Rather than defining a mid-market company in terms of revenue or number of employees, Voskuil characterizes them as businesses where everyone is focused on the company's primary process. There is no strategic layer of people devoted to analyzing current business and planning for the future. The company is primarily in a reactive mode, which, like a frog slowly boiling in a pot, can lead to problems in the long term. Also, when it comes to implementing PLM, these mid-sized organizations have a minimal and usually overworked IT staff that is regarded more as overhead and less as a strategic asset.
Concludes Voskuil, "Although I am aware that many mid-market companies implement basics of PLM, it is frustrating to see that lack of priority and understanding of the management in mid-market companies blocks the growth to full benefits for PLM. The management is not to blame, as most PLM messages either come from the high-end PLM vendors or from product resellers both not packaged for the mid-market."
A Few Examples
Despite the hurdles, there are a number of vendors who have fielded PLM packages specifically tailored to the mid-market.
For example, Siemens offers its Velocity Series that consists of a series of separate but integrated modules designed to provide a great deal of PLM functionality with a low total cost of ownership. The Teamcenter Express module is touted as an easy-to-use, easy-to-deploy collaborative product development management solution. It supplies preconfigured best practices to everyday engineering tasks. The module manages the complete design process for engineering organizations being inundated by data because of the growing complexity of their products.
Other modules in the Velocity Series include Solid Edge, a 2D/3D CAD system complete with a full range of modeling and assembly tools; Femap software, a CAD-neutral advanced engineering analysis environment; and CAM Express, a numerical control programming application designed to meet key machining requirements.
From Dassault Systemes comes V6 PLM Express specifically tailored for the mid-market. The software embodies the values articulated by Dassault in its definition of PLM 2.0, including: 3D CAD and virtualization; real-time, seamless collaboration; direct on-line access to actual data; design-anywhere functionality; and a single scalable platform.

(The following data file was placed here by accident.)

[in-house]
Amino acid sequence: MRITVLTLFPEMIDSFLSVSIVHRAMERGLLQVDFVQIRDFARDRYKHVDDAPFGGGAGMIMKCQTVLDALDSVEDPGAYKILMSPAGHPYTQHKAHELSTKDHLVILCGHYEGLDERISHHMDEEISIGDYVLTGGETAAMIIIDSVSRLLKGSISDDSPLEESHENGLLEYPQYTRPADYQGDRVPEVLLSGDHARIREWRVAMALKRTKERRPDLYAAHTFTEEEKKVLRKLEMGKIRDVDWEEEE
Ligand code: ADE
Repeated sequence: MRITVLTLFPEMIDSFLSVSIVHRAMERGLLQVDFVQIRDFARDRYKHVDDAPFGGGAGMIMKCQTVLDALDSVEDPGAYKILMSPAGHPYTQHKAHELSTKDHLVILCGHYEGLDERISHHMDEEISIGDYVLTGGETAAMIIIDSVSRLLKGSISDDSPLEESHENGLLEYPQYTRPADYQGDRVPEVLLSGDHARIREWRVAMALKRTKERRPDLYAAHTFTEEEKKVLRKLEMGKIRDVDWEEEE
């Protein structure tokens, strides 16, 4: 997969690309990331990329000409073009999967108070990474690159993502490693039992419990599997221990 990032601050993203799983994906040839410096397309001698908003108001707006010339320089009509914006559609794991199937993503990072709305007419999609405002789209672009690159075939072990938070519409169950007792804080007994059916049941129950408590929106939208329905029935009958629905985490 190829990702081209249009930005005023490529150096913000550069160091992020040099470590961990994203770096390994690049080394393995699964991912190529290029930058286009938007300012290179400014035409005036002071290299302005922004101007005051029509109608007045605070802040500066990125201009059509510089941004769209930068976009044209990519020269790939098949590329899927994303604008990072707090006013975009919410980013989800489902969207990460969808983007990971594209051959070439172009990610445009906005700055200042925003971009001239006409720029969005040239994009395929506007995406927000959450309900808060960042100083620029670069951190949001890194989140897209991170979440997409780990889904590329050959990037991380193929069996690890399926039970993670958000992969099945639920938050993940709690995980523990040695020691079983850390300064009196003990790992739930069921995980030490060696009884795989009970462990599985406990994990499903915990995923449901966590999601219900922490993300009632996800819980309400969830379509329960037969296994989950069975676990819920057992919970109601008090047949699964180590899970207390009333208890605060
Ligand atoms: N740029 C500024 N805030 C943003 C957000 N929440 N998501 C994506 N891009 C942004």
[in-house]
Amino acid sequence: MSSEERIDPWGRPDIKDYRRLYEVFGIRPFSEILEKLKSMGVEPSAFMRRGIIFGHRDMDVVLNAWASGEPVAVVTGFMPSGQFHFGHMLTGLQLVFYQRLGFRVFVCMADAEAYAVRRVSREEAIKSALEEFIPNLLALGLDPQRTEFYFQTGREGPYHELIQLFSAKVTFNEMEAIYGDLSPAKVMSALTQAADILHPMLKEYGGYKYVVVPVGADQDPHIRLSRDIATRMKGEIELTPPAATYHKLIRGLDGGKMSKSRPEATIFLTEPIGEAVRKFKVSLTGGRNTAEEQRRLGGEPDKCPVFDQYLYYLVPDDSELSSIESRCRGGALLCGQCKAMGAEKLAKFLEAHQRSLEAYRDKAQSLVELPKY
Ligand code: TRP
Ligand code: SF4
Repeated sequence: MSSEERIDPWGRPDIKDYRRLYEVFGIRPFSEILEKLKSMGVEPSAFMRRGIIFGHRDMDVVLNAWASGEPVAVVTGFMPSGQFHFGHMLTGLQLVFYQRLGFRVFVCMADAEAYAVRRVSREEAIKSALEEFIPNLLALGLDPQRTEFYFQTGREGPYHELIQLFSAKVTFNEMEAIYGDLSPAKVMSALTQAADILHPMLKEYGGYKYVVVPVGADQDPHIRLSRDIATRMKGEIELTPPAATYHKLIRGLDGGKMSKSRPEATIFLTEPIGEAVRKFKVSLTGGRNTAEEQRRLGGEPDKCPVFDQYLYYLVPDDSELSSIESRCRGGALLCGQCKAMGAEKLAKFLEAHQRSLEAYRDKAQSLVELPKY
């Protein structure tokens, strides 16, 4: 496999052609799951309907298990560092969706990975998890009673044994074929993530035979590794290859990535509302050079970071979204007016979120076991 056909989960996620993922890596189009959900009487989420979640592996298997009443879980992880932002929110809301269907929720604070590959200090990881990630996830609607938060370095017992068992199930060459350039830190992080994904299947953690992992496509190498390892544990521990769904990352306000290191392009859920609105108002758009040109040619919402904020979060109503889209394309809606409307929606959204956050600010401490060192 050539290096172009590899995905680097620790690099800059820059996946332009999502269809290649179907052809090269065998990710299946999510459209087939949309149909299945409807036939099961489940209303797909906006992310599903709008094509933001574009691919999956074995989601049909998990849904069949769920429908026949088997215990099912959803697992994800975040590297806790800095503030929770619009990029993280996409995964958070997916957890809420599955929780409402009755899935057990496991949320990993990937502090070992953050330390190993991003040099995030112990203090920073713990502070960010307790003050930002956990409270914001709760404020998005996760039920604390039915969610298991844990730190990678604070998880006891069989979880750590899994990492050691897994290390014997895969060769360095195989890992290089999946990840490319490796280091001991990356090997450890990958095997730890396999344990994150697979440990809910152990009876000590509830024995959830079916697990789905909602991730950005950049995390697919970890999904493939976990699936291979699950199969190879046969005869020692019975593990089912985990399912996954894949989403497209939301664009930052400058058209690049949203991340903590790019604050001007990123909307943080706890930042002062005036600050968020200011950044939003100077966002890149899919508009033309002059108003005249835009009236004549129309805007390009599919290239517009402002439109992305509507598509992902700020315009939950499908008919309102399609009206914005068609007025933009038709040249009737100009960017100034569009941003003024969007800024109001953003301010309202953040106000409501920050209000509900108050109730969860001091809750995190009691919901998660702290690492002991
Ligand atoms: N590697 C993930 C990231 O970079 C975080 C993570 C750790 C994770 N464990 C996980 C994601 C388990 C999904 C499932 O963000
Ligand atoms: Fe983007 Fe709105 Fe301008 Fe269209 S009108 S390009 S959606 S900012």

The Dassault package includes a variety of modules such as: Shape Designer, an industrial design solution for styling and design; Mechanical Engineer, which includes process-oriented modeling, tolerancing and kinematic tools; Equipment Engineer for process oriented, collaborative solutions; Machining Engineer consisting of manufacturing solutions and tools that are integrated with the design environment; and Robotics Engineers, used for programming robotic material handling and arc welding systems.
There are many other excellent PLM vendors out there and many of them have adapted their software to meet the mid-market requirements for a streamlined, easy-to-use, preconfigured modular system that doesn't break the bank when it comes to licensing and support.
Note that in a recent report from IDC Manufacturing Insights, the research firm ranked Siemens PLM and Dassault Systemes as the PLM leaders in the discrete manufacturing industries market.
Other PLM vendors include such notables as SAP, Oracle, Autodesk, Microsoft, IBM, PTC, and Aras. Aras is interesting because it is the only company offering a PLM solution based on an open-source business model powered by model-based SOA technology. Their approach is attractive to mid-market companies because open source means no licensing which eliminates up-front expenses and per user costs.
So in response to our initial question — is PLM a discipline that only applies to large manufacturers? – the answer is a resounding no!
There are numerous PLM solutions available today that directly address mid-market manufacturers seeking to streamline their operations, boost profitability, and compete in broader markets. However, for some of these manufacturers engaged in a ceaselessly struggle to survive and prosper, taking the long, strategic view that implementing PLM implies may be difficult indeed — but you must admit, it's better than being a frog in the pot.